superstitio

Contents

LatinEdit

EtymologyEdit

From superstō.

NounEdit

superstitiō f ‎(genitive superstitiōnis); third declension

  1. superstition

InflectionEdit

Third declension.

Case Singular Plural
nominative superstitiō superstitiōnēs
genitive superstitiōnis superstitiōnum
dative superstitiōnī superstitiōnibus
accusative superstitiōnem superstitiōnēs
ablative superstitiōne superstitiōnibus
vocative superstitiō superstitiōnēs

DescendantsEdit

ReferencesEdit

  • superstitio” in Charlton T. Lewis & Charles Short, A Latin Dictionary, Oxford: Clarendon Press, 1879.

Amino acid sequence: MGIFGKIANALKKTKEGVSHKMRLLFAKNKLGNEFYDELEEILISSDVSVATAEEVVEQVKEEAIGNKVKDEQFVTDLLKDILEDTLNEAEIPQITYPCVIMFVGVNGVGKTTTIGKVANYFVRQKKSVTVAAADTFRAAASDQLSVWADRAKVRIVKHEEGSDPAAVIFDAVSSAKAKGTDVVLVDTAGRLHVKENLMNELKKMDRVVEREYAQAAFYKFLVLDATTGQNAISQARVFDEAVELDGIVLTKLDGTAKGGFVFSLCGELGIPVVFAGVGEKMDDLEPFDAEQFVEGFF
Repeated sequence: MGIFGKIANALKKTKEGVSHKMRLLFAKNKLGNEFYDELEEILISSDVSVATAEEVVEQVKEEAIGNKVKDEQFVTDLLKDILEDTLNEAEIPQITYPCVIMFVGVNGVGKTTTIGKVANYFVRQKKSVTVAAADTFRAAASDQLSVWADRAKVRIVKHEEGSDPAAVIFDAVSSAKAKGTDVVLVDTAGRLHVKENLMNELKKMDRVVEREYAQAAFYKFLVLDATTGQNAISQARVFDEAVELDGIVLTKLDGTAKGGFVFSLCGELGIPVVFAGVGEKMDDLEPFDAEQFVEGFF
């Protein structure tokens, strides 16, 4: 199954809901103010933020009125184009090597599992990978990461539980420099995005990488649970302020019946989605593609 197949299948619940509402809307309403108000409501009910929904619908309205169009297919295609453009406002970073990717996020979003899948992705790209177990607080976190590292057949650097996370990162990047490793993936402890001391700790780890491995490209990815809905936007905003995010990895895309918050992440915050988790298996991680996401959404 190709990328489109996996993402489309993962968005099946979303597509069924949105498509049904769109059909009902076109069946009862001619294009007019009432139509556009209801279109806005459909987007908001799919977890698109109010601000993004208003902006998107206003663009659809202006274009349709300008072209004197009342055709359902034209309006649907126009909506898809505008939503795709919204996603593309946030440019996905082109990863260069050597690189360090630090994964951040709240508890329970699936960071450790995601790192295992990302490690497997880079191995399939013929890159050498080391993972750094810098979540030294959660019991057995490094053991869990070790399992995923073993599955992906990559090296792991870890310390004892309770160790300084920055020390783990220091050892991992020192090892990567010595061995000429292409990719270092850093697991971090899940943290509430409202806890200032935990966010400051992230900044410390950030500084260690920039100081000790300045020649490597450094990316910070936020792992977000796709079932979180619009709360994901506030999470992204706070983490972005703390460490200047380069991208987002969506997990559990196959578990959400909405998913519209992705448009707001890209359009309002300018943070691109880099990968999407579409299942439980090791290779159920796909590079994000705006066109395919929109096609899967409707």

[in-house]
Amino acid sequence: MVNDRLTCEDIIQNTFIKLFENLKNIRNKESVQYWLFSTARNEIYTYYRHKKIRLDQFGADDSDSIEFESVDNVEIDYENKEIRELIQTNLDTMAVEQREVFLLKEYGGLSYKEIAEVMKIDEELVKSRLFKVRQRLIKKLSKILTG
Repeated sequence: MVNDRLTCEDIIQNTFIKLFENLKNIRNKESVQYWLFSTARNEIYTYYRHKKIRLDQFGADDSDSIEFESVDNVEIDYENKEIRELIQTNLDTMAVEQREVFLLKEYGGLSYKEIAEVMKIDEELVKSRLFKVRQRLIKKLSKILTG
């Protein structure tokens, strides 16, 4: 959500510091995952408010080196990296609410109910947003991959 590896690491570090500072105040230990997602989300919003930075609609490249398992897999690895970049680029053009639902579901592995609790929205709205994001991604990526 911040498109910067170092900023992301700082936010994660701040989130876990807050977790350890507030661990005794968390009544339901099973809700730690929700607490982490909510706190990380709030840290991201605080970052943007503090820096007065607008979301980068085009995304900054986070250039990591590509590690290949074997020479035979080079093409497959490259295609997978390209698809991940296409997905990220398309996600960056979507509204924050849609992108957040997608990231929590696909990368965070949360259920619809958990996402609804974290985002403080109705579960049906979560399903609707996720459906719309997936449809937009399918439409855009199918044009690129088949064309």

• superstitio” in Félix Gaffiot (1934), Dictionnaire Illustré Latin-Français, Paris: Hachette.
  • Meissner, Carl; Auden, Henry William (1894) Latin Phrase-Book[1], London: Macmillan and Co.
    • superstition has taken possession of their souls: superstitio mentes occupavit (Verr. 4. 51. 113)
    • to be tinged with superstition: superstitione imbutum esse
    • to be the slave of superstition: superstitione teneri, constrictum esse, obligatum esse
    • to absolutely annihilate superstition: superstitionem funditus tollere
    • to destroy superstition root and branch: superstitionem radicitus or penitus evellere
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